Consensus guidelines for radiation therapy of benign diseases: a multicenter approach in GERMANY

Mocke. IJROBP  2002;52:496
General indications for RT
The potential clinical indications for RT of benign diseases are various, and an interdisciplinary agreement has not always been coordinated. A unified definition of RT indications, with the issue of RT of benign diseases addressed specifically, does not exist . In German-speaking countries and in central and Eastern European regions, the following indications are currently known):

1. Acute/chronic inflammatory disorders, e.g., axillary sweat gland abscess, furuncula, carbuncula, panaritium, and other infections not responding to antibiotics, etc.;
2. Acute/chronic painful degenerative diseases, e.g., insertion tendinitis and chronic or acute painful osteoarthritic diseases of various joints (hip, knee, etc.);
3. Hypertrophic (hyperproliferative) disorders of soft tissues, e.g., prophylactic RT in early stages of Morbus Dupuytren and Ledderhose, and Morbus Peyronie (Induratio penis plastica), postoperative prophylaxis of recurrence for keloids and pterygium;
4. Functional diseases, such as Graves’ orbitopathy, arteriovenous malformations, age-related macular degeneration, persisting lymphatic fistula;
5. Other indications, such as prophylaxis of heterotopic ossification at various joints, prophylaxis of neointimal hyperplasia, e.g., after arterial dilatation or stent implantation, obstruction of hemangiomas and other vascular disorders of various organs;
6. Dermatologic diseases, e.g., pruritus due to itching dermatoses and eczemas, inaccessible psoriatic focuses (e.g., subungual focuses), basalioma.

Dose protocols: #1#2#3#4#5

Radiotherapy of hidradenitis suppurativa--still valid today? (see review article about this disease here, and here and here)

Frohlich D,     Strahlenther Onkol. 2000 Jun;176(6):286-9.

PURPOSE: In a retrospective analysis the efficacy of radiotherapy in the treatment of hidradenitis suppurativa was assessed. PATIENTS AND METHODS: Data from 231 patients undergoing radiotherapy for hidradenitis suppurativa in the last years in 2 hospitals were analyzed. The patients were treated with an orthovoltage therapy unit with 175 kV, 0.5 mm copper-filtering. The single doses reached from 0.5 Gy to 1.5 Gy up to total doses between 3.0 Gy and 8.0 Gy in one series. In chronic recurrent disease 2 or more series with a total dose of more than 10.0 Gy were given. RESULTS: Complete relief of symptoms at the end of radiotherapy was achieved in 89 patients (38%). In 92 patients (40%) there was clear improvement of symptoms. Only 2 patients did not react to radiotherapy. No side effects of radiotherapy occurred. CONCLUSION: Radiotherapy should be given more consideration as a treatment option for hidradenitis suppurativa.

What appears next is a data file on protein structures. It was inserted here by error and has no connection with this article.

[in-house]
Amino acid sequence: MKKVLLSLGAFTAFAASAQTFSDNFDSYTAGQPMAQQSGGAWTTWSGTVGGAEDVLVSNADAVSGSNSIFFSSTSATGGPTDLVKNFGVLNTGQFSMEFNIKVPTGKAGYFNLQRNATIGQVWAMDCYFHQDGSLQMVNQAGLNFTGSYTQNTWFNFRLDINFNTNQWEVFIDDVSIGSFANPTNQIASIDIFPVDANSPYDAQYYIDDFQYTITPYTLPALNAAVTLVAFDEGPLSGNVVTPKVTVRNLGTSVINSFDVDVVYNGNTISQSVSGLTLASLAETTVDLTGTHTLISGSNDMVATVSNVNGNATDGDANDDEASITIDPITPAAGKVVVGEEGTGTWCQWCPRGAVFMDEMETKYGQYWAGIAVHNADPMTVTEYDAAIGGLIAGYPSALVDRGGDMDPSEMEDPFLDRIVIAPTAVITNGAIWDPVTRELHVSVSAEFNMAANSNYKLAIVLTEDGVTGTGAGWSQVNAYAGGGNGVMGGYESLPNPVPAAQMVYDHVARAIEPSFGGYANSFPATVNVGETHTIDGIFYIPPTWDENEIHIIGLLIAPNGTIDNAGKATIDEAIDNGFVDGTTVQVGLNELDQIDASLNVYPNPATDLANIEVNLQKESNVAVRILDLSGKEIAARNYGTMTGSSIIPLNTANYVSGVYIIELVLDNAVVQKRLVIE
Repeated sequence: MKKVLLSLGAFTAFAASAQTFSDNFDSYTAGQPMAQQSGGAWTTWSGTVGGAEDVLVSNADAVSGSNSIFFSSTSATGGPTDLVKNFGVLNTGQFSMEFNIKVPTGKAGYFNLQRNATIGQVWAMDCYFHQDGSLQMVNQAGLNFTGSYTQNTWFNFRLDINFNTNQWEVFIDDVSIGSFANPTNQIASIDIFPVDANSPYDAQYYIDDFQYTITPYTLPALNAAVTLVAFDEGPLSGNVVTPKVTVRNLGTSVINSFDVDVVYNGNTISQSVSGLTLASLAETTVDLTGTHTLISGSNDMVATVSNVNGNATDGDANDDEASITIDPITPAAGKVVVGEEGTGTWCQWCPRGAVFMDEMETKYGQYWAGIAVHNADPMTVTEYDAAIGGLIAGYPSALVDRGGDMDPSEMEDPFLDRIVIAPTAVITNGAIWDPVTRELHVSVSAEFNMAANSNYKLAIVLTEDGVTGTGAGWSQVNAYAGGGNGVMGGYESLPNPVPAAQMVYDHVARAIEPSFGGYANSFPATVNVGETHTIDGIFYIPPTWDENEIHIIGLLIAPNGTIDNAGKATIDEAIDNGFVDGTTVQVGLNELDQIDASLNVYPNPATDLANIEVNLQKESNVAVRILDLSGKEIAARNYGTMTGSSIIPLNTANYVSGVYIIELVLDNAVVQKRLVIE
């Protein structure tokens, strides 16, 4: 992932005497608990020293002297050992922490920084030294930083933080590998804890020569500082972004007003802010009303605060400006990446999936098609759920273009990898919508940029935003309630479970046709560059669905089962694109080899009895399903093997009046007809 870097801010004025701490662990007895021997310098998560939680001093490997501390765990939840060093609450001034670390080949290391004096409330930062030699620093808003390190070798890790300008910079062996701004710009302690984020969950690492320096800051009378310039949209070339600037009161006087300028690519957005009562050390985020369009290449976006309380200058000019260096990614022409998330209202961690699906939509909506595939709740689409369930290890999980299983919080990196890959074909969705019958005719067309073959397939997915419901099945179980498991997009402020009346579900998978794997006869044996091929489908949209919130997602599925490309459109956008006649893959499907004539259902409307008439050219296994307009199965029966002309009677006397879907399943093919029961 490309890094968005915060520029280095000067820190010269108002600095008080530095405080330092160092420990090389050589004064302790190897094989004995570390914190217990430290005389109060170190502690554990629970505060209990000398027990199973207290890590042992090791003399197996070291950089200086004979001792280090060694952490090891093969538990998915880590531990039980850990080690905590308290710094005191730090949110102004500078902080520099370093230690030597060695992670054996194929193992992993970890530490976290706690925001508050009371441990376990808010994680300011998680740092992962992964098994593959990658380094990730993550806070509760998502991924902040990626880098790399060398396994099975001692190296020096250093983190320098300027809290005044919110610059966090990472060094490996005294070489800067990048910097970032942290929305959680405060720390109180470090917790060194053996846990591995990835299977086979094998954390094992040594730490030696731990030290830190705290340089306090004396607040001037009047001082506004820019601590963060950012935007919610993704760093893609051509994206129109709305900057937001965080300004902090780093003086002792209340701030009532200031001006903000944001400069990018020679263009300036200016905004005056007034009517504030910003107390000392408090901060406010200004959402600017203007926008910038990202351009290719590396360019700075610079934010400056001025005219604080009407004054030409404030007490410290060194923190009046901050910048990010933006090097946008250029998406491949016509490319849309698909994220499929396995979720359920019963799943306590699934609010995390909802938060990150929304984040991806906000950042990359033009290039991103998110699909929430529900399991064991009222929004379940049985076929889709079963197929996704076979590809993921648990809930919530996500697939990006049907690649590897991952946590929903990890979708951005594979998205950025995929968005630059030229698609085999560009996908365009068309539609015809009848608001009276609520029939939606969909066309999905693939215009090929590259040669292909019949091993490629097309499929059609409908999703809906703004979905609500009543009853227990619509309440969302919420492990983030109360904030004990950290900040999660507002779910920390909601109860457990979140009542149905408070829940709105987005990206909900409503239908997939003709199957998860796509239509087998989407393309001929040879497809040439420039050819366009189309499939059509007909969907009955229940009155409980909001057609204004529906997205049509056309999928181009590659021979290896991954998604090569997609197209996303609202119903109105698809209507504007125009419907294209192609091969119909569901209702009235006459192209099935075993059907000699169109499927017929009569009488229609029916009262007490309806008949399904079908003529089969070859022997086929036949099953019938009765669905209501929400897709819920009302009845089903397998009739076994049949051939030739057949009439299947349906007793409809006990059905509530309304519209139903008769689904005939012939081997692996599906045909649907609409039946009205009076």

Therapeutic effects of low radiation doses.
Strahlenther Onkol. 1994 Jan;170(1):1-12.

Trott KR. Department of Radiation Biology, St. Bartholomew's Medical College, London, Great Britain.

This editorial explores the scientific basis of radiotherapy with doses of < 1 Gy for various non-malignant conditions, in particular dose-effect relationships, risk-benefit considerations and biological mechanisms. METHODS: A review of the literature, particularly clinical and experimental reports published more than 50 years ago was conducted to clarify the following problems. 1. The dose-response relationships for the therapeutic effects on three groups of conditions: non-malignant skin disease, arthrosis and other painful degenerative joint disorders and anti-inflammatory radiotherapy; 2. risks after radiotherapy and after the best alternative treatments; 3. the biological mechanisms of the different therapeutic effects. RESULTS: Radiotherapy is very effective in all three groups of disease. Few dose-finding studies have been performed, all demonstrating that the optimal doses are considerable lower than the generally recommended doses, yet few of these studies meet the required standard. In different conditions, risk-benefit analysis of radiotherapy versus the best alternative treatment yields very different results: whereas radiotherapy for acute postpartum mastitis may not be justified any more, the risk-benefit ratio of radiotherapy of other conditions and particularly so in dermatology and some anti-inflammatory radiotherapy appears to be more favourable than the risk-benefit ratio of the best alternative treatments. CONCLUSIONS: Radiotherapy can be very effective treatment for various non-malignant conditions such as eczema, psoriasis, periarthritis humeroscapularis, epicondylitis, knee arthrosis, hydradenitis, parotitis and panaritium and probably be associated with less acute and long-term side effects than similarly effective other treatments. Randomized clinical studies are required to find the optimal dosage which, at present, may be unnecessarily high. Since no adequate experimental studies have been performed nothing is known about the mechanisms of these therapeutic radiation effects. Good experimental models are now available which should be used to investigate the cellular and molecular mechanisms involved.